How do you like your democracy now, Mr. Scalia?

Only one year ago, the Supreme Court handed down it’s decision in Citizens United v. Federal Election Commission. But I wonder how Mr. Justice Scalia, whose concurrence outlined the most radical defense of Corporate speech, must be feeling as he surveys the wreckage of American Democracy in the wake of his decision?

Justice Stevens, in his eloquent dissent had stated that the court’s decision would be a disaster for our democracy.

At bottom, the Court’s opinion is thus a rejection of the common sense of the American people, who have recognized a need to prevent corporations from undermining self government since the founding, and who have fought against the distinctive corrupting potential of corporate electioneering since the days of Theodore Roosevelt. It is a strange time to repudiate that common sense. While American democracy is imperfect, few outside the majority of this Court would have thought its flaws included a dearth of corporate money in politics.

But Scalia pushed back hard against Justice Stevens, writing, “to exclude or impede corporate speech is to muzzle the principal agents of the modern free economy. We should celebrate rather than condemn the addition of this speech to the public debate.” Defenders of corporate speech like Scalia say that full disclosure will solve any objections to the possibly corrupting influence of the Supreme Court decision. They note that on Friday the donors to Super Pacs will have to disclose. But don’t hold your breath.

Some donors will never be known because some super PACs have established not-for-profit arms that can shield contributors’ identities. Those arms can spend more than roughly half of their money on so-called advocacy, although campaign-finance reformers have urged the Internal Revenue Service to reduce that share.

Ironically, Chief Justice Roberts, writing for the majority justified overturning precedent (stare decisis) in the Citizens United case. He wrote, “Stare decisis is a doctrine of preservation, not transformation. It counsels deference to past mistakes, but provides no justification for making new ones.” He should heed his own words and make up for the egregious mistake of the January 2010 decision.

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8 Responses to How do you like your democracy now, Mr. Scalia?

  1. len says:

    Good article, Jon. One might believe regards stare decisis that those exercising superior jurisdiction would be more careful to acknowledge that without peers it must exercise greater caution in making decisions that are forward-leaning and be firm in expressing past wrongs redressed by such. This is a decision where the conservative court has issued opinions that violate principles of not writing law for future issues, the clearest example of social engineering by judicial activists.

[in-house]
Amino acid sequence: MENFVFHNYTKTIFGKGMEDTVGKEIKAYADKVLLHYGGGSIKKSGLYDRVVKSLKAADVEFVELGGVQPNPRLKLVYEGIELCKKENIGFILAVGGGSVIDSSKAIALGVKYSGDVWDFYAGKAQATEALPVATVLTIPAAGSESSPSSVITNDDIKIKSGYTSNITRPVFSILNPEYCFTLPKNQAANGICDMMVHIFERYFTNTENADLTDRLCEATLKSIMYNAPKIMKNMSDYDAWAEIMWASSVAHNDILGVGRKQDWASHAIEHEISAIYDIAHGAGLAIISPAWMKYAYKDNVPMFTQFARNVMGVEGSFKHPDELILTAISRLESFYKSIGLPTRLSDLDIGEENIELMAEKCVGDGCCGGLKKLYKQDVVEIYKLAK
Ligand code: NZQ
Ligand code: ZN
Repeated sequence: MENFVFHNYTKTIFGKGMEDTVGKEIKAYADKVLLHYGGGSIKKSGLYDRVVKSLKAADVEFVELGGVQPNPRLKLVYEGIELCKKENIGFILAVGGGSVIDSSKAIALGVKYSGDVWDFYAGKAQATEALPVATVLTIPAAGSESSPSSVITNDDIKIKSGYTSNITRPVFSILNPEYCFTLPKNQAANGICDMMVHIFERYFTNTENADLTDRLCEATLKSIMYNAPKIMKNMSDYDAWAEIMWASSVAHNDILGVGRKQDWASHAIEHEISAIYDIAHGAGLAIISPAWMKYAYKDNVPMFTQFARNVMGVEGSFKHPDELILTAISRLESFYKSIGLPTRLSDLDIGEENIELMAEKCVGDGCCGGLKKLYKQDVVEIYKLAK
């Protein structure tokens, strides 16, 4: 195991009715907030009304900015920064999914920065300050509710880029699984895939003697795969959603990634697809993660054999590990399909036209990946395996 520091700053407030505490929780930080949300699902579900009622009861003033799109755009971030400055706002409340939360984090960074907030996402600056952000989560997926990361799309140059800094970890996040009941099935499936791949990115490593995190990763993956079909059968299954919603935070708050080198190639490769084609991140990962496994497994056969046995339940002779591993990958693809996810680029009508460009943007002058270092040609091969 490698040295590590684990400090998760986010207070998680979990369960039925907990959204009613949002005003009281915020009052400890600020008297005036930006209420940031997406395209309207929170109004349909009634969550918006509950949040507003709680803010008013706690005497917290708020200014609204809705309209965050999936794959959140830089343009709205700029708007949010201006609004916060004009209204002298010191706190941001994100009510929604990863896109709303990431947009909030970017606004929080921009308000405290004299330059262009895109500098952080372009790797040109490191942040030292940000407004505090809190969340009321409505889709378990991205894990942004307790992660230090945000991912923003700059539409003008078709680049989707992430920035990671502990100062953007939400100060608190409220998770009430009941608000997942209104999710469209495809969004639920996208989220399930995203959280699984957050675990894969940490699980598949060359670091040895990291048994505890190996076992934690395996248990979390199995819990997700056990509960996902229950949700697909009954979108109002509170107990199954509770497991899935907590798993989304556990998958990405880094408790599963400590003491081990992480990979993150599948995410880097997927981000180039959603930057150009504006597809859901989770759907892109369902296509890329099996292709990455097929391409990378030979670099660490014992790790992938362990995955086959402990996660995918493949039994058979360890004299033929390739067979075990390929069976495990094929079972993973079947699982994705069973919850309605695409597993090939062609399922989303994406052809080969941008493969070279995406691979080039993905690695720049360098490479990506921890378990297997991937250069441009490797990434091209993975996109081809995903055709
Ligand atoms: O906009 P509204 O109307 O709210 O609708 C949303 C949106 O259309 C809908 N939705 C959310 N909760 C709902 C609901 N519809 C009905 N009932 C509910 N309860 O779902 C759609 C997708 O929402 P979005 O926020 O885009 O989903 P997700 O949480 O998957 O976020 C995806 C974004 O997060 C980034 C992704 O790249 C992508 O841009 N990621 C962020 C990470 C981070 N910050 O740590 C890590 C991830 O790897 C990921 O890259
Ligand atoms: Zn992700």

Reversing this decision is a high priority in most circles in which I converse.

  2. Martin Pitts says:

    Hopefully someday soon Citizens United will be looked upon as the Plessy vs. Ferguson of it’s day. Corporations are not people. It is patently absurd that the American legal system has kept the lie of corporate citizenship as truth. Both Thomas and Scalia appear to have bias in both the Citizen’s United and the looming Affordable Health Care cases. No other Justices as far as I can find have attended political events sponsored by financiers like the Koch Brothers. The operative word here is “Appearanc­­e” of bias. Thomas and Scalia “appear” to have bias because of their close associatio­­n with parties advocating a particular side of a question before the court. Last winter Thomas visited with the Koch Brothers in Rancho Mirage Palm Springs, California and Scalia went to another session in Colorado. The Koch Brothers finance dozens of radical right wing causes including paying for the pitiful Huckabee ads on cable TV to abolish the ACA. Appearance of Bias. Go look it up on the ABA (American Bar Associatio­n) site under Judicial and Legal Ethics: “Canon 9 of the ABA Model Code concerning the appearance of profession­­­al impropriet­­­y.” Then look up Judicial and Legal Ethics at Cornell University­­. Finally, where does Chief Justice Roberts get his promised-at-confirmation “Stare Decisis” (legal precedents) for the Citizen’s United … Fox News or the Council of Orange? Our nation’s legal system has been transformed into a theocracy with the highest grace bestowed on the corporation because the individual is warped by original sin.